They build you a car. It is highly customizable. You can choose things like Ralph Lauren seats, pretty much any radio on the market, , etc. There will also be multiple vendors for the same parts. So maybe Tommy Hilfiger seats too, or something along those lines. And you will purchase, configure, and finance the car online. So as others have said, this is NOT the Dell of automakers. This is the white-box PC store of automakers.
    • Dammit, I forgot to add, I want one. Maybe I'll have made my millions by the time this company rolls the first car off the line.
    • His plan is actually very much like Dell.

      He intends to come up with a fair amount of standardization for car parts (at least for his cars). This isn't like Dell, but it is like the market conditions that made Dell possible.

      Then he wants to co-locate with part vendors and just do assembly and "integration." This is exactly what Dell does.

      I guess most people don't know how Dell operates. Dell buys very small lots of parts from various vendors many times per day. This works out to a huge advantage becau
  • The agricutlural equipment industry has been doing this for years. Deere built its first custom-order robotic assembly plant in the 1970's, and now

    ( ut =article&articleid=CA220645#06)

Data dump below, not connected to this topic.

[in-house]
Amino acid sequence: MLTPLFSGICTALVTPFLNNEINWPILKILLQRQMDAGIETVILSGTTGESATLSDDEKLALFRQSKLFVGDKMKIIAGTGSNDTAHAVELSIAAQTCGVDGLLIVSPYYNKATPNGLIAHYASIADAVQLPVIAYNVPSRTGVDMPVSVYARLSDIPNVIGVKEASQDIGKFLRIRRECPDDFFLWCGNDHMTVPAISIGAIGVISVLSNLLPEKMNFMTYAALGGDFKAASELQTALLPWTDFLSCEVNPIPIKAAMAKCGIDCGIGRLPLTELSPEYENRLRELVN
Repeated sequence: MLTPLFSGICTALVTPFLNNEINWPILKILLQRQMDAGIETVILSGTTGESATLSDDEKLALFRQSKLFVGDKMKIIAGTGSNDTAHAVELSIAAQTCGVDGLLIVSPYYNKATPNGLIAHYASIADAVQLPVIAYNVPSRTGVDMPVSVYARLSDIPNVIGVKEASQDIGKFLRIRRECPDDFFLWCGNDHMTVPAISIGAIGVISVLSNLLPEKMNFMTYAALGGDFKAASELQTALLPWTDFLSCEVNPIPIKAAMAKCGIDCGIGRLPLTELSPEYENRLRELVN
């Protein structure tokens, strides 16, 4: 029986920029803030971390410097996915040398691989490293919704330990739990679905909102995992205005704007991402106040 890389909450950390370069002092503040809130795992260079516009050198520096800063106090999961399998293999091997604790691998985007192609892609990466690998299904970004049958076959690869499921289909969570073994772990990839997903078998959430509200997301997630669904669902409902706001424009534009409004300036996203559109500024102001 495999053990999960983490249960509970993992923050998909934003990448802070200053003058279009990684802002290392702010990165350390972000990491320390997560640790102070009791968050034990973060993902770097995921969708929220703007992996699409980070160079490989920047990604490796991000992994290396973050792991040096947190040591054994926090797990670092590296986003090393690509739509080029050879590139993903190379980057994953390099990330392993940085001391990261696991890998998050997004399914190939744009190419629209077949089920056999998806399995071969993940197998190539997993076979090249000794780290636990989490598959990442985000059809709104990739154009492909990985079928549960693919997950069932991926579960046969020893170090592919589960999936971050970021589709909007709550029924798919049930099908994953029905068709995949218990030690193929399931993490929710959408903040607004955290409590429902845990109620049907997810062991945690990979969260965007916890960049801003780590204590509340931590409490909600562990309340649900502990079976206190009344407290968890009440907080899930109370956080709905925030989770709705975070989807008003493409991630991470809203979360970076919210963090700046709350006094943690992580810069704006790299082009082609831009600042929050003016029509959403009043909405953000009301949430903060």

does a lot of QA / QC with automated processes based upon the electronic design sheet.
  • by D3 ( 31029 ) <daviddhenning@gmail . c om> on Saturday August 02, 2003 @02:25PM (#6596041) Journal
    All Mini Cooper models are built to order. I toured the production plant in Oxford England recently. 100% just-in-time manufacturing process. You'll have a blue British spec followed by a yellow North American spec followed by another color Japanese spec, etc. Of the hundreds of cars in the plant at the time NONE of them were exactly the same as mine and probably not as each other.

    Now, if this guy has the same 280 Million British Pounds to invest in building a plant (as was done by BMW group for the Mini), more power to him. I doubt he realizes what he's really getting into. Probably trying to build hype in the media to attract the investors he needs for such a project.

    • Now, if this guy has the same 280 Million British Pounds to invest in building a plant[. . .]

      Thanks for reading the article.

      The major point would seem to be that he intends to shift most of this startup cost to his suppliers.

    • by Anonymous Coward
      Of the hundreds of cars in the plant at the time NONE of them were exactly the same as mine and probably not as each other.

      My understanding is that no two MG's were the same either, only it wasn't on purpose.
    • You can check out the MINI configurator online at MINI USA []. Note that it's all Flash - but I have to admit it's fairly impressive, and well built. I think it's the first use of Flash I ever saw that I didn't say "Why they hell do they have Flash here?".